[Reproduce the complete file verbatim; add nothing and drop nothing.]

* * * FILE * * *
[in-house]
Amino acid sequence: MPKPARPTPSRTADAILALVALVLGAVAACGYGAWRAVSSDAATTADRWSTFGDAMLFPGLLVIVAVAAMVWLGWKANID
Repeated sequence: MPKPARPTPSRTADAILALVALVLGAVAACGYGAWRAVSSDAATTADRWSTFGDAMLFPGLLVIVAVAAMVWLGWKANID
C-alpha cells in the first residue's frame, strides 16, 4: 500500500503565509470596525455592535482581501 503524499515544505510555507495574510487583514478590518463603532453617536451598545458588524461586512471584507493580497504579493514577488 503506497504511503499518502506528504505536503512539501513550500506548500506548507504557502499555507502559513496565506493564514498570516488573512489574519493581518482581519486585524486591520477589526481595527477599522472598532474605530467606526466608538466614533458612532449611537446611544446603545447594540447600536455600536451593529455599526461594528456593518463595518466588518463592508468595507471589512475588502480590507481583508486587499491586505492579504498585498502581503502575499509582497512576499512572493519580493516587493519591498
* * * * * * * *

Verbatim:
[in-house]
Amino acid sequence: MPKPARPTPSRTADAILALVALVLGAVAACGYGAWRAVSSDAATTADRWSTFGDAMLFPGLLVIVAVAAMVWLGWKANID
Repeated sequence: MPKPARPTPSRTADAILALVALVLGAVAACGYGAWRAVSSDAATTADRWSTFGDAMLFPGLLVIVAVAAMVWLGWKANID
C-alpha cells in the first residue's frame, strides 16, 4: 500500500503565509470596525455592535482581501 503524499515544505510555507495574510487583514478590518463603532453617536451598545458588524461586512471584507493580497504579493514577488 503506497504511503499518502506528504505536503512539501513550500506548500506548507504557502499555507502559513496565506493564514498570516488573512489574519493581518482581519486585524486591520477589526481595527477599522472598532474605530467606526466608538466614533458612532449611537446611544446603545447594540447600536455600536451593529455599526461594528456593518463595518466588518463592508468595507471589512475588502480590507481583508486587499491586505492579504498585498502581503502575499509582497512576499512572493519580493516587493519591498